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Need to Improve Patient Safety Training in Your Facility? Here's How

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Medication errors. Falls. Wrong-site surgery. Healthcare-acquired infections (HAIs). What do these have in common? They can all potentially be avoided through patient safety training. By providing staff with adequate education and resources, you can help them better ensure patients leave your facility with their ailment effectively addressed and without experiencing adverse events.

5 Patient Safety Training Improvement Steps

Here are five steps to take to improve your patient safety training efforts.


1. Learn from mistakes

When there is an adverse event, error or near miss, use the experience to your advantage. Conduct a root cause analysis to determine the cause(s) of the incident. Take what you learn as an impetus to reinforce existing training or develop new training to help staff avoid making the mistake again. Focus on prevention rather than blame or punishment.

2. Develop a reporting system

When you know about adverse events, errors or near misses, you can act to keep them from happening again. That's why it's imperative to create a reporting system through which staff members are encouraged to share when these incidents occur. As the Institute for Healthcare Improvement (IHI) notes, an effective reporting system requires "management to have a non-punitive response philosophy that rewards reporting of safety issues and events and does not punish staff members involved in errors or adverse events related to system failures."

As the Agency for Healthcare Research and Quality (AHRQ) states in a Patient Safety Primer, an effective event reporting system should have four key attributes:

  • Institution must have a supportive environment for event reporting that protects the privacy of staff who report occurrences.
  • Reports should be received from a broad range of personnel.
  • Summaries of reported events must be disseminated in a timely fashion.
  • A structured mechanism must be in place for reviewing reports and developing action plans.

3. Use simulation-based training

Education and training provided via lecture and computer have their limitations. Staff may come away feeling confident about their understanding of the topics covered and ability to follow the rules and processes addressed, only to discover that executing what they learned isn't as easy in practice.

One way to address this risk is through simulation-based training. Provide staff the opportunity to perform what they are taught. For example, if there is a block of time where one of your operating rooms is not in use, bring surgical staff together in the room to simulate the surgical "time out." Make sure all members of the surgical team are provided the opportunity to simulate their responsibilities. Assess the performance, identifying shortcomings and reviewing correct procedures on the spot.

4. Take advantage of available resources

Looking for ways to supplement your training or need a way to tackle a new problem? See what's available on the internet. While there are many worthwhile resources that require a purchase (such as the Armstrong Institute's online Patient Safety Certificate Program and the National Patient Safety Foundation (NPSF) Patient Safety Curriculum), many tools are available for free.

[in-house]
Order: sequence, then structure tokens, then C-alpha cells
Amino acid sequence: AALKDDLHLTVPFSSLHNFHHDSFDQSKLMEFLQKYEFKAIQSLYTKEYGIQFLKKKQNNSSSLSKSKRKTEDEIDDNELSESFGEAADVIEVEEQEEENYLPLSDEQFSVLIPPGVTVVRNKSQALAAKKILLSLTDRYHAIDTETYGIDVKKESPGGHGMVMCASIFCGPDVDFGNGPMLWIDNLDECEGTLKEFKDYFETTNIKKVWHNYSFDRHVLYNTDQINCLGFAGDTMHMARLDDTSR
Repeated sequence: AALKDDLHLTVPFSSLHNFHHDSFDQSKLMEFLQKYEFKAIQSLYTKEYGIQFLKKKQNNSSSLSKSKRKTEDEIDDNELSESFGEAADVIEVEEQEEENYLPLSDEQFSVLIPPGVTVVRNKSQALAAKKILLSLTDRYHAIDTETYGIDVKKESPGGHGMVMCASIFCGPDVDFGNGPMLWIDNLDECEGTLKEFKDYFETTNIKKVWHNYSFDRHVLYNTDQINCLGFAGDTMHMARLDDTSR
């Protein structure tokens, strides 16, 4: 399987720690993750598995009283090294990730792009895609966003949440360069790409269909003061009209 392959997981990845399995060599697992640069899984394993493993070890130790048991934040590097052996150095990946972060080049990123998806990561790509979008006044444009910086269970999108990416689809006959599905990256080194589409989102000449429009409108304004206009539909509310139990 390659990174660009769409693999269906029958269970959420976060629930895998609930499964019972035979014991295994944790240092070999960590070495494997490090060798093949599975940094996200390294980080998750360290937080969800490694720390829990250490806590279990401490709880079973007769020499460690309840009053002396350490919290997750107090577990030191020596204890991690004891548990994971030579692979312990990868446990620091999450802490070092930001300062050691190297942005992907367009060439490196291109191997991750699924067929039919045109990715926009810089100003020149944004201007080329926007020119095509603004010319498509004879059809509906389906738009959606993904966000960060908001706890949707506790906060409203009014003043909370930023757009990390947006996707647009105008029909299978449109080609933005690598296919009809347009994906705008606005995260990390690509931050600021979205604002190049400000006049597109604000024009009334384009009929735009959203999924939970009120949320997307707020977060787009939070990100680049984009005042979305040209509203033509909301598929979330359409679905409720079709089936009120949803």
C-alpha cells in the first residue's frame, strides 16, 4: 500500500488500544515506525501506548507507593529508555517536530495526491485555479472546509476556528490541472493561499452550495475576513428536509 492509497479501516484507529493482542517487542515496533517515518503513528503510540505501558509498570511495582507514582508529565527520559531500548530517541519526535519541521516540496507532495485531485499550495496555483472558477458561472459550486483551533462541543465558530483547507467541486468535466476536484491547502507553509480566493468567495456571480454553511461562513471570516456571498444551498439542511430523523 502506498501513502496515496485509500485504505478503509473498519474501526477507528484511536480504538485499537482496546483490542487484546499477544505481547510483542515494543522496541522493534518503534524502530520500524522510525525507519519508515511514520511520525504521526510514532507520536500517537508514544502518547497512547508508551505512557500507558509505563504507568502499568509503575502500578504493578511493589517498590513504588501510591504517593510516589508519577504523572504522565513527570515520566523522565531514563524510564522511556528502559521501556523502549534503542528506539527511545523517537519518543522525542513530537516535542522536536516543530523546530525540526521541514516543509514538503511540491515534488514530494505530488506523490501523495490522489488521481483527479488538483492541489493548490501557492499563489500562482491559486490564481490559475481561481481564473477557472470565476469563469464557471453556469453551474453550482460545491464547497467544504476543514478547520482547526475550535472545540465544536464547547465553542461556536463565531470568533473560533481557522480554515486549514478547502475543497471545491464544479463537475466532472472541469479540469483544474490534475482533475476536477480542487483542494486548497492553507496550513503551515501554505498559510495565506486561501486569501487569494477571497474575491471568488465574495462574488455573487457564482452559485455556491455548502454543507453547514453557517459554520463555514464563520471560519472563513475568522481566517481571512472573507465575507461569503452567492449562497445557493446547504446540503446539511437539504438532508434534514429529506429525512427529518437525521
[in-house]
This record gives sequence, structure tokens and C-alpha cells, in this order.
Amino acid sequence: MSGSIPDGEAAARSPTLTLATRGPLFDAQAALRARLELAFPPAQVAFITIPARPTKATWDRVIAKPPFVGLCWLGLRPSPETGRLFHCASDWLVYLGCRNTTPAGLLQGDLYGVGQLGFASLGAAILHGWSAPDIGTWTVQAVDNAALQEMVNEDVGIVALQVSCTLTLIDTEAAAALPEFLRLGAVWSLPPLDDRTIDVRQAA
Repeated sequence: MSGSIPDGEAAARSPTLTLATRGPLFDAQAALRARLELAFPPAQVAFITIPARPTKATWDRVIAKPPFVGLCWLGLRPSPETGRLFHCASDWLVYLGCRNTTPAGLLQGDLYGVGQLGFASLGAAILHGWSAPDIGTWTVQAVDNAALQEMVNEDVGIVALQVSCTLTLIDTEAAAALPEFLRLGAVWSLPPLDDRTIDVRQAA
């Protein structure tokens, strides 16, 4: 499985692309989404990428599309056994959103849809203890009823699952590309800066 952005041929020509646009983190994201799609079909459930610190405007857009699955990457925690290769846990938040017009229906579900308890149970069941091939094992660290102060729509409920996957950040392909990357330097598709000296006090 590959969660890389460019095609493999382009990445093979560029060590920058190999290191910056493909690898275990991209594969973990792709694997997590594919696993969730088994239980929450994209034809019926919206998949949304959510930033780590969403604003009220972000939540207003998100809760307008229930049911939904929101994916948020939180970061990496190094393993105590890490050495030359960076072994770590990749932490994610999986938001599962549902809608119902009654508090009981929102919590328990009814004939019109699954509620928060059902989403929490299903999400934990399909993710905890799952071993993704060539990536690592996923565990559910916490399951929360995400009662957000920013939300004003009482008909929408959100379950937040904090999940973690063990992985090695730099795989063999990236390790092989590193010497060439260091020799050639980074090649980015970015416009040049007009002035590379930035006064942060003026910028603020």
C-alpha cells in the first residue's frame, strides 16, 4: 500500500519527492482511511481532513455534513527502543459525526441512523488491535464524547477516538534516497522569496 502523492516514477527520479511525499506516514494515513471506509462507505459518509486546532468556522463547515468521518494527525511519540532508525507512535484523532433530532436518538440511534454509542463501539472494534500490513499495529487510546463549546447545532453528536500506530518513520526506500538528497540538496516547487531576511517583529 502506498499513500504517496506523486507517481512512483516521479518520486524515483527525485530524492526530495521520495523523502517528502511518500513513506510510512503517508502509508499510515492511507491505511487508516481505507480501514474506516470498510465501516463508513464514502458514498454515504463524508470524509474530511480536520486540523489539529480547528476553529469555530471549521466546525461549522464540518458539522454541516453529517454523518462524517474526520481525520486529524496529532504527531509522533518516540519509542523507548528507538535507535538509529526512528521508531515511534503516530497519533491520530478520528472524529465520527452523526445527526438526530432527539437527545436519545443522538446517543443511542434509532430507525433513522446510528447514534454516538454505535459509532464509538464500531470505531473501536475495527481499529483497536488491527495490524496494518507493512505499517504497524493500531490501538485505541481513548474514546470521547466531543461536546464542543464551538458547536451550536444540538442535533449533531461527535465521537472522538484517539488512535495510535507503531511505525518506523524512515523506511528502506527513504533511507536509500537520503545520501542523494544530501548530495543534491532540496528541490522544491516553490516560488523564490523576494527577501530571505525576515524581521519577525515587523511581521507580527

For example, the NPSF, together with IHI, offers a series of checklists to help address common patient safety issues. AHRQ offers a robust database (AHRQ Training Catalog) of patient safety training programs which receives monthly updates and a lengthy list of tools and resources.

An online search for a combination of "patient safety" and words like "training," "tools," "checklists," and "courses" will yield many more results. Note: If you're considering using resources found on the internet, make sure they are provided by a trustworthy source of information, such as government agencies, well-respected organizations like IHI and the World Health Organization, and health systems like Johns Hopkins Medicine.

5. Encourage sharing of information

If one of your departments (or organizations, if you work in a larger system) identifies a patient safety area in need of improvement, develops new patient safety training materials, discovers a valuable educational resource, or takes any other actions linked to improving patient safety performance, this information should be spread far and wide. There's no reason to keep this information confined to a single department when it might benefit others within your organization.

Develop a means for sharing patient safety information with department leaders and managers, such as through using an email list. While not all information shared will prove helpful for every department, the list's value will be validated if one other department is able to improve its patient safety efforts as a result.

Video: Why Medication Reconciliation Needs to Be More Than Checking the Box


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